As you schedule the all-hands support shifts, pair each non-support team member participating with a buddy from the support team, who will serve as a resource for quick questions and clarifications during shifts.


The buddy program helps foster stronger interdepartmental bonds and ensures that your non-support employees feel supported and integrated into the process.


4. Configure Support Tools


Setting up support tools and access for your wider organization is a critical aspect of launching the all-hands support process. You have two options here: personal or shared logins.


If your help desk platform can support an unlimited number of users at no additional cost, creating separate logins for each team member is the best option. It ensures an optimal level of security and privacy for all.


Otherwise, consider your budget. If your team is smaller or has the resources to afford individual logins for each member, that’s definitely recommended. With individual logins, each team member can manage tickets from their dedicated space throughout their support shift and reassign them to the general queue at the end of the shift for support team members to take over when customers get back.


zendesk pricing plans

If your help desk charges per agent and the size of your organization makes it impractical to justify the cost of individual seats for occasional support shifts, shared logins can be an option. Although not ideal, some organizations resort to using a shared seat under a generic name for external team members who join the support queue periodically.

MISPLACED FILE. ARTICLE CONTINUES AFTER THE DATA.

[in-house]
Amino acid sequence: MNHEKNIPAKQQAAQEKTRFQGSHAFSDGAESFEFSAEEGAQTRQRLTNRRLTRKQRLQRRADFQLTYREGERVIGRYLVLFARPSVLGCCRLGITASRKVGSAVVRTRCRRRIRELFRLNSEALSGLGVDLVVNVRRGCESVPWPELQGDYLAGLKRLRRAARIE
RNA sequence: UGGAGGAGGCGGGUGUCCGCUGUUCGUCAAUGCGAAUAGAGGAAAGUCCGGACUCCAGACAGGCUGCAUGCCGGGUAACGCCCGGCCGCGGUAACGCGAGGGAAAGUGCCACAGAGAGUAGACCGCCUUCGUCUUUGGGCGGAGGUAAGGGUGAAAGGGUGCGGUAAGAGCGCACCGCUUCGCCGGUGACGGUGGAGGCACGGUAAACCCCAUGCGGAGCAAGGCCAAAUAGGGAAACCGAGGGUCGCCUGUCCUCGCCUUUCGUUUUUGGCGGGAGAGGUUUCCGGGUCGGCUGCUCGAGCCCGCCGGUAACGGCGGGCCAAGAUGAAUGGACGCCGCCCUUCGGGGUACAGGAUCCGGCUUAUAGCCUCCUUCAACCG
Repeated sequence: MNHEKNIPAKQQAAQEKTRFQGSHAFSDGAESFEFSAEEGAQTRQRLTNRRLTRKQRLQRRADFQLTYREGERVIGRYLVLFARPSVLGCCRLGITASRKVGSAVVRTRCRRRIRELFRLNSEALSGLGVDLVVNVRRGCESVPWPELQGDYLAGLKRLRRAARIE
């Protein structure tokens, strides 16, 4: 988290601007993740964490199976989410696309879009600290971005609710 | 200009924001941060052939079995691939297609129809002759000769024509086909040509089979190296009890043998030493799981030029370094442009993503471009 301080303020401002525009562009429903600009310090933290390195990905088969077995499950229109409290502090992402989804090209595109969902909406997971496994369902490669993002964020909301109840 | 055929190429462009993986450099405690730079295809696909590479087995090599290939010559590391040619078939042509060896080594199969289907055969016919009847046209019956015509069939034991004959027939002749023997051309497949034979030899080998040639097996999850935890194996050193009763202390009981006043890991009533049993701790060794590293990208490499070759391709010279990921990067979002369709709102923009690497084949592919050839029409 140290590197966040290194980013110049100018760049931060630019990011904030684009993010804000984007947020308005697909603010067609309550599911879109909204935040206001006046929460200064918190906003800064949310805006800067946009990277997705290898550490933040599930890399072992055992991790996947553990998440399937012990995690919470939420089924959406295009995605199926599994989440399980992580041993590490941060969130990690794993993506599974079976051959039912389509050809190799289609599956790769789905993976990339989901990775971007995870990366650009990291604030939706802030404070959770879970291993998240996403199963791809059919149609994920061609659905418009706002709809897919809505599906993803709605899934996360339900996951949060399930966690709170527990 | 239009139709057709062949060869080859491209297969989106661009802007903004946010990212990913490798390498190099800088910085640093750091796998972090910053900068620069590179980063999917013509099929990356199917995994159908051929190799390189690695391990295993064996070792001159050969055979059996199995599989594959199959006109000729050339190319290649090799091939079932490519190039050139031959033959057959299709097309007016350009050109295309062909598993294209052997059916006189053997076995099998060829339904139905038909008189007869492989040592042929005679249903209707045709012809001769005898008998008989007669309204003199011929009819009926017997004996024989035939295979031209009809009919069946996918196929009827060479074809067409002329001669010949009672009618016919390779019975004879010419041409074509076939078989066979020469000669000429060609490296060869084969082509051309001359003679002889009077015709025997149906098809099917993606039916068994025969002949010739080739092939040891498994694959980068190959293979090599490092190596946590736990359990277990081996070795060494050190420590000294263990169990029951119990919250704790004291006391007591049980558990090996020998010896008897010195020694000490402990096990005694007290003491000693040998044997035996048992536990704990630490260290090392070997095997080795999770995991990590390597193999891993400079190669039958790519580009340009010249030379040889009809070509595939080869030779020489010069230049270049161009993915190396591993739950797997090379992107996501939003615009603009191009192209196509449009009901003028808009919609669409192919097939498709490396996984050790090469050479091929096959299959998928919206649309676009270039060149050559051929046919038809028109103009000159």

Before opting for shared logins, consult with your security and data privacy advisor, as utilizing shared logins may have legal implications depending on your location, industry, and other factors.


5. Collect Feedback & Iterate


As you introduce all-hands support within your company, it's natural to face issues and have to adjust the workflow until it becomes smooth.

To collect feedback and iterate faster, implement a quick survey for non-support participants to complete after their support shifts. You can ask about their wins and challenges as well as encourage them to contribute the knowledge gained during the support shifts to internal help docs.


Equip Your Team to Deliver Excellent Service


Customer support is often underestimated and seen as an easy task. Well, it can be quite straightforward and joyful for customer support specialists who have undergone training and have exceptional communication skills, infinite patience, and the ability to decode and troubleshoot issues reported by frustrated customers.


To ensure a positive customer experience, non-support team members require proper resources and comprehensive training as well as efficient support workflows.


With Swifteq's automation apps for Zendesk, you can automatically tag, assign, and address common questions, allowing anyone working in the support queue to focus on assisting customers – without wasting time on routine manual tasks.


Book a free demo today to learn how Swifteq can elevate your customer support to the next level.


 



Written by Maryna Paryvai

Maryna is a results-driven CX executive on a mission to champion efficient and human-centric customer support. With a deep-rooted passion for well-structured documentation, she firmly believes that exceptional customer experiences lie at the heart of every successful business.